So what does that mean?

Recovery and prevention

From an IT perspective, prevention is only a single facet of a robust security approach. Possessing the capability to find out how a breach occurred — then being able to recover in real time — is the ultimate definition of resilience. With a comprehensive data recovery tool that includes visibility and recovery for endpoints, companies wouldn’t have to a pay a ransom to regain access to their data. They would simply restore their data using their recovery solution.

Code42 can help organizations regain control post-breach. To find out more, click here.

In case you missed them, get the full Code42 Data Exposure Report blog series:

Code42 Data Exposure Report: A must-read for security and business decision-makers

Data Exposure–The Risks of Playing Data Hide-and-Seek

With cybersecurity threats continuing to evolve, even organizations wielding security tools and policies are at risk from a potential breach. In fact, 20 percent of security and IT leaders admit they do not have full visibility to where their data lives and moves—leaving their organizations with a data security blind spot.

According to the findings of our new Data Exposure Report, which surveyed nearly 1,700 security, business and IT leaders, 80 percent of CISOs agree that, “You cannot protect what you cannot see.”

It seems business leaders, on the other hand, are not always aware of the challenges security and IT leaders face to protect data. The overwhelming majority (82 percent) of business leaders believe IT can protect data they cannot see. This disconnect has major implications for data security, as business leaders often determine the budgets that security and IT need to do their jobs.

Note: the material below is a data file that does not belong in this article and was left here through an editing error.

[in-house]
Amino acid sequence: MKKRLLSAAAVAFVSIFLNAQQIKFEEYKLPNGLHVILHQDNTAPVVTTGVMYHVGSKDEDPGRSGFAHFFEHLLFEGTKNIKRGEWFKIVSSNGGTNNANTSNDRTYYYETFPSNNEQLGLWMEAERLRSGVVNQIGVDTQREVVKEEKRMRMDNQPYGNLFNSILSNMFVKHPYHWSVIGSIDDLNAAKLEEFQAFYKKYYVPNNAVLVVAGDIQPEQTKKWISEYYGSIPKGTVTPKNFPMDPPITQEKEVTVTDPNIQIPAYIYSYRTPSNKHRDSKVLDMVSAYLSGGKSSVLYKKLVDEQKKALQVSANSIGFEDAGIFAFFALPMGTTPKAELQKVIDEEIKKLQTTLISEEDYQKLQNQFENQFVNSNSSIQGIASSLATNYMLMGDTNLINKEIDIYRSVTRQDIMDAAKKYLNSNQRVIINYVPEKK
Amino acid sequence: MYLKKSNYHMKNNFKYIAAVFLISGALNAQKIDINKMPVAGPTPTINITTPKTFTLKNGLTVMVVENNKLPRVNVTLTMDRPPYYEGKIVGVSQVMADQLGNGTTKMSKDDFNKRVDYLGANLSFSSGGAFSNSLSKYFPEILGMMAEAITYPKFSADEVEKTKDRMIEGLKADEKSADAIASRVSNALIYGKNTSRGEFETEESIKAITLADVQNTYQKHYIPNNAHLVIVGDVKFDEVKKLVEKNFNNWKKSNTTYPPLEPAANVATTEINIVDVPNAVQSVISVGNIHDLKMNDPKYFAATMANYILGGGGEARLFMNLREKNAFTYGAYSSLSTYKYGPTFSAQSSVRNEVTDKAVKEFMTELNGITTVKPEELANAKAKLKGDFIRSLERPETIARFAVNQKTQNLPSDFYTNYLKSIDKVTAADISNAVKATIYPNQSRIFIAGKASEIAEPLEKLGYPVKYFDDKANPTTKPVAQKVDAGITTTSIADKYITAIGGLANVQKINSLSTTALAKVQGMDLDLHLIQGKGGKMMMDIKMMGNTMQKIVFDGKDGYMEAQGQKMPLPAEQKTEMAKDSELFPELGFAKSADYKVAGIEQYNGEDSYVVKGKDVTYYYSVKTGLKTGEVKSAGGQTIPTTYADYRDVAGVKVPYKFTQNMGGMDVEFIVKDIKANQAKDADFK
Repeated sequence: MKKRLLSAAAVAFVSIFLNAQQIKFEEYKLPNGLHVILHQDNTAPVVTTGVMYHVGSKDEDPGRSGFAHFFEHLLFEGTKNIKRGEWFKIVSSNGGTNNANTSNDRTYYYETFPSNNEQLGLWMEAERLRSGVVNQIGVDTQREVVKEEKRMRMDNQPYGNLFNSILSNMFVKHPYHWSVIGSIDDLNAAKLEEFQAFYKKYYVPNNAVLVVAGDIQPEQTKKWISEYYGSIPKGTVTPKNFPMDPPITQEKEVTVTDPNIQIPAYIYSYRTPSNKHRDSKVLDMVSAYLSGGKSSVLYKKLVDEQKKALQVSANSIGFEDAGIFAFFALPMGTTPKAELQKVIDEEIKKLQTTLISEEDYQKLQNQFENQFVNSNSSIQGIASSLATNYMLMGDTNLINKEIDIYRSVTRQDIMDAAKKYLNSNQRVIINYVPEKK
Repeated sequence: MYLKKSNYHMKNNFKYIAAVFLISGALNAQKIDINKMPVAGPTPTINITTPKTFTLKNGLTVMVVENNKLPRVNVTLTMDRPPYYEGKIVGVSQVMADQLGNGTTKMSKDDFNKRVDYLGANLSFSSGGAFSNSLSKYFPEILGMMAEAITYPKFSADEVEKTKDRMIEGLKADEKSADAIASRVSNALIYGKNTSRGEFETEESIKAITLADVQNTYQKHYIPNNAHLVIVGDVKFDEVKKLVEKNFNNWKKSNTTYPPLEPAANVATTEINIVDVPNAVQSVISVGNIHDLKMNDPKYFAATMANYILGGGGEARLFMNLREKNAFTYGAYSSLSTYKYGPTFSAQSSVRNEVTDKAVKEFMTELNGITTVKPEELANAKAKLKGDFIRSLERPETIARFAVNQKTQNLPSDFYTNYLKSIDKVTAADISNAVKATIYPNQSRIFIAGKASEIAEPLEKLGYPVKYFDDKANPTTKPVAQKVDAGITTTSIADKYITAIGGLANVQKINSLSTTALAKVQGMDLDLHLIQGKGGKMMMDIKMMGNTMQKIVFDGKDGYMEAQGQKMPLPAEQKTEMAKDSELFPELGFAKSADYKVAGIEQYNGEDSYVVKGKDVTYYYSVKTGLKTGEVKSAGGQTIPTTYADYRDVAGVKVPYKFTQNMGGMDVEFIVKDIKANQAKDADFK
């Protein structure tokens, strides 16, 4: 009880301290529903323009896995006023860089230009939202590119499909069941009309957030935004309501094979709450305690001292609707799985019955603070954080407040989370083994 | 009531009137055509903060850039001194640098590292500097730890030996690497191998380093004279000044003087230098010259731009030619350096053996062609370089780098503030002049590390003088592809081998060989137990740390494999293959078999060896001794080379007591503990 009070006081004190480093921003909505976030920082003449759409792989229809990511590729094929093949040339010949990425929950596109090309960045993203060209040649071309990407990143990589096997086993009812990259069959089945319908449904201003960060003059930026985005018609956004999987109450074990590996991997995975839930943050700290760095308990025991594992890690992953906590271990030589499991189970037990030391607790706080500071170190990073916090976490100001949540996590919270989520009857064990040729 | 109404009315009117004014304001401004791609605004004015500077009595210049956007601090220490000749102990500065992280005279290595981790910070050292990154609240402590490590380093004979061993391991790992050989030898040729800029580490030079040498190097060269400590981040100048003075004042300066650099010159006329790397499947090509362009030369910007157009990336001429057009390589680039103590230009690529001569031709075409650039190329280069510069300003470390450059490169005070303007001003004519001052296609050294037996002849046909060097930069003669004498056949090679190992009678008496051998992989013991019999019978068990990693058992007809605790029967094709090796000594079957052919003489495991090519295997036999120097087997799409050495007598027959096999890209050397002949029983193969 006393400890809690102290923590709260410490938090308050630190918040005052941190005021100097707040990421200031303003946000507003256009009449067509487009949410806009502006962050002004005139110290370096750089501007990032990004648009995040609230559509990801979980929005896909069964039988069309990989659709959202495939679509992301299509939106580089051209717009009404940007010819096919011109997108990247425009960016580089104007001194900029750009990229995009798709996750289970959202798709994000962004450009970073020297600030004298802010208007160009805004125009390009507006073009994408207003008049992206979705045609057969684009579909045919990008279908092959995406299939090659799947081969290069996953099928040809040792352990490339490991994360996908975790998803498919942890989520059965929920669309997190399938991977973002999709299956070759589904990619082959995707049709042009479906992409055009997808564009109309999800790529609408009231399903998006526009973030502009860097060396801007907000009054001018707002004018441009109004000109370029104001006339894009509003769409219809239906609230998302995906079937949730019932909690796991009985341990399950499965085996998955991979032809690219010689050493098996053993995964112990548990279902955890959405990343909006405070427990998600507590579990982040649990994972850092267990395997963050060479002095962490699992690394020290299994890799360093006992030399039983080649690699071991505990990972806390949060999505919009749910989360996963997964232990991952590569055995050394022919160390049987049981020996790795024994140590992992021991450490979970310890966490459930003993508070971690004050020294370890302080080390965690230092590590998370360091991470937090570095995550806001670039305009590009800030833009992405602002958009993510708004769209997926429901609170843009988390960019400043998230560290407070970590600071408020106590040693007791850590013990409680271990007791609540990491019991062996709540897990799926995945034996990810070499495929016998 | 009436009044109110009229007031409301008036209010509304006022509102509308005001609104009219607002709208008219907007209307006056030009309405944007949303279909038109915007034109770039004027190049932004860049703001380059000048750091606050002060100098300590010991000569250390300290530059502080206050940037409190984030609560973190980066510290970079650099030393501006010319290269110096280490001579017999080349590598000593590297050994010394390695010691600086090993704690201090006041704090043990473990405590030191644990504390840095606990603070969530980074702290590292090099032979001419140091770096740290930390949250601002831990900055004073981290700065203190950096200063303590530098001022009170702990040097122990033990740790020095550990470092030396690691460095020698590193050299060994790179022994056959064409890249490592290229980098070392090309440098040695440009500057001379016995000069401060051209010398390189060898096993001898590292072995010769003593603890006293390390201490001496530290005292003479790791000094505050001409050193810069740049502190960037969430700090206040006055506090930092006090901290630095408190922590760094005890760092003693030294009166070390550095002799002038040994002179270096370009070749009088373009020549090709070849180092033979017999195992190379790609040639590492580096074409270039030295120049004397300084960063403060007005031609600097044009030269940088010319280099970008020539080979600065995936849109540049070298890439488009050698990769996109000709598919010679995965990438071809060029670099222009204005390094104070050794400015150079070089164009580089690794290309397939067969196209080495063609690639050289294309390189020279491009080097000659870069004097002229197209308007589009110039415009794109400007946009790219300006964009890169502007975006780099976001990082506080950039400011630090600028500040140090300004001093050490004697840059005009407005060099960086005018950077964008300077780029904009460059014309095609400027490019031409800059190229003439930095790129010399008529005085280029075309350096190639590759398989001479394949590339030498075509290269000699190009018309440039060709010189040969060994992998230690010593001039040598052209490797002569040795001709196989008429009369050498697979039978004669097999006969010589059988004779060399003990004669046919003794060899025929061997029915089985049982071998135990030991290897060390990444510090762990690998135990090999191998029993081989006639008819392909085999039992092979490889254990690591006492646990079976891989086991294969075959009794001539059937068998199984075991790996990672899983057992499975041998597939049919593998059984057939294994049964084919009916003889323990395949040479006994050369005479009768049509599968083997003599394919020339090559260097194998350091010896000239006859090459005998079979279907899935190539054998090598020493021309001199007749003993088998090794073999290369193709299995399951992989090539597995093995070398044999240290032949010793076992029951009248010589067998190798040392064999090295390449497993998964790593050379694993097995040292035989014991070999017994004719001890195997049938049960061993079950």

“ Keeping track of company data is not as straightforward as it may initially seem. Today, it goes beyond simply monitoring traditional sanctioned storage—even in the cloud. ”

Data at risk

With the rise of flexible working practices and the ongoing digitization of information, the importance of data visibility and forensics across employee endpoints cannot be underestimated. In modern enterprises, with data flowing freely in and out of the organization, traditional security perimeters are no longer enough to prevent breaches.

Without the right tools, endpoint data is particularly vulnerable. In fact, 86 percent of security and IT leaders believe saving files outside of company storage—for example on an employee laptop—puts their organization at risk. This is a significant concern considering that 73 percent of security and IT leaders believe that some company data only exists on endpoints. And this is critical data: Security leaders revealed that losing endpoint-only could be business-destroying.

Data hide-and-seek